The Department of Education analyzed 46 studies comparing online learning to face-to-face education and concluded that “blended learning,” or program that utilize both online and face-to-face learning, is more effective than using one method alone.
From the Department of Education press release:
The meta analysis showed that “blended” instruction – combining elements of online and face-to-face instruction – had a larger advantage relative to purely face to face instruction or instruction conducted wholly online. The analysis also showed that the instruction conducted wholly on line was more effective in improving student achievement than the purely face to face instruction. In addition, the report noted that the blended conditions often included additional learning time and instructional elements not received by students in control conditions.
From the authors’ discussion section of the study:
That caution [not to assume that an effect is due to a given medium] applies well to the findings of this meta-analysis, which should not be construed as demonstrating that online learning is superior as a medium. Rather, it is the combination of elements in the treatment conditions, which are likely to include additional learning time and materials as well as additional opportunities for collaboration, that has proven effective. The meta-analysis findings do not support simply putting an existing course online, but they do support redesigning instruction to incorporate additional learning opportunities online.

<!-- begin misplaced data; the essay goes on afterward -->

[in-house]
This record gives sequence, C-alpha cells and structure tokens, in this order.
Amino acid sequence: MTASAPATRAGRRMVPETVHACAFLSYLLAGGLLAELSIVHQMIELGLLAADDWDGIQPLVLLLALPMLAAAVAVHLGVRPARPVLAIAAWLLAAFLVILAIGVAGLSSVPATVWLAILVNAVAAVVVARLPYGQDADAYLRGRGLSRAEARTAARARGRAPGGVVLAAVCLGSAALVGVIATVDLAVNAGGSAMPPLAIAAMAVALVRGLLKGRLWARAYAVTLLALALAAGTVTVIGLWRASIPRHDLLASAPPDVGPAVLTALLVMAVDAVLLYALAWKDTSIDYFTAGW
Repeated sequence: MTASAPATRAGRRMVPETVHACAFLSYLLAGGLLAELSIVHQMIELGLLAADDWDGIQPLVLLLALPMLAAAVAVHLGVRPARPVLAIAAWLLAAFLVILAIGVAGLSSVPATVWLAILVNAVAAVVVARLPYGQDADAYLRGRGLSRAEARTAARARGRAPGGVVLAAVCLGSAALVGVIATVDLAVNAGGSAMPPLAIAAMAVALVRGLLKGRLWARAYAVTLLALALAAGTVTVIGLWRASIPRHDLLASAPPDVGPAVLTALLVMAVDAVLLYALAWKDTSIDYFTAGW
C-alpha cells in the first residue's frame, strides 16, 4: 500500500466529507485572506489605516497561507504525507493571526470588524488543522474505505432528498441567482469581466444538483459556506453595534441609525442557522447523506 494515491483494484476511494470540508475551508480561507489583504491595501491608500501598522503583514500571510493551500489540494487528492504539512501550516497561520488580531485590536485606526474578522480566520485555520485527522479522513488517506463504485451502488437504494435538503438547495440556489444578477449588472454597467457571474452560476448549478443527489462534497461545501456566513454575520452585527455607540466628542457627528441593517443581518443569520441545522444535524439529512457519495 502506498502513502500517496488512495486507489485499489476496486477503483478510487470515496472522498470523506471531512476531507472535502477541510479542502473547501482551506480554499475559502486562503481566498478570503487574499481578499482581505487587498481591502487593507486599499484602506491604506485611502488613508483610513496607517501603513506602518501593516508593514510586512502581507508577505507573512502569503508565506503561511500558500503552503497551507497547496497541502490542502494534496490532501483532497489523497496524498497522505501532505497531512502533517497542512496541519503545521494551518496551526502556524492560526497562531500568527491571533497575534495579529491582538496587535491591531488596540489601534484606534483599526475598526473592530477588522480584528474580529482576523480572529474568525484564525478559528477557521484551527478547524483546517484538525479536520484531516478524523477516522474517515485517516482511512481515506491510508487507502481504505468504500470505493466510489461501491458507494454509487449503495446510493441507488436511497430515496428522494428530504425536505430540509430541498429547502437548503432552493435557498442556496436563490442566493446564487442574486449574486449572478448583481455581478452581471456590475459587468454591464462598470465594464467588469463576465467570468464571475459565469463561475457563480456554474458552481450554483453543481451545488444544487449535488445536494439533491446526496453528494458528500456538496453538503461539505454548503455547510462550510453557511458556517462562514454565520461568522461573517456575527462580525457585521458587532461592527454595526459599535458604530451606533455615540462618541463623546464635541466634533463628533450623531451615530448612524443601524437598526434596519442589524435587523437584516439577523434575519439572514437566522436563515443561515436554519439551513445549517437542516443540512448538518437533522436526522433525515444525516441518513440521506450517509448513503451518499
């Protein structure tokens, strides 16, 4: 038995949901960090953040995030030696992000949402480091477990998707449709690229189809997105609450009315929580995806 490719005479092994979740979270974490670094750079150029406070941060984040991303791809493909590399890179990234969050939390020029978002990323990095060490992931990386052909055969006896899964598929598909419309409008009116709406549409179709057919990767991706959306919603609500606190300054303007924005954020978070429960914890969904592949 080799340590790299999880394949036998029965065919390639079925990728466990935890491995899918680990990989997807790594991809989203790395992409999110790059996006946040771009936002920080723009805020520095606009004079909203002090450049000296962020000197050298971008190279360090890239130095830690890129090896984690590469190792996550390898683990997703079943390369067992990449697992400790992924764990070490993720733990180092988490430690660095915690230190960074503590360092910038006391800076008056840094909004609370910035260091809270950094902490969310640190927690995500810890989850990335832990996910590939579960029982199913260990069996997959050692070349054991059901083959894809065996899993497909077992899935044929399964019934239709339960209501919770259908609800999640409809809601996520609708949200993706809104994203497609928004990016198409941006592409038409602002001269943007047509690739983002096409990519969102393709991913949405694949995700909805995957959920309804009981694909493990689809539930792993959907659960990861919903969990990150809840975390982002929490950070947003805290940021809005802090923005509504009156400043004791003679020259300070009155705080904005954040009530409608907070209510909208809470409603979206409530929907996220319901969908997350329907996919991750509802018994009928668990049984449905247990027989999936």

Read Evidence-Based Practices in Online Learning: A Meta-Analysis and Review of Online Learning Studies (2009).
The department noted that this new meta-analysis goes against previous studies, which generally found that online and face-to-face education methods were comparable in their learning effectiveness.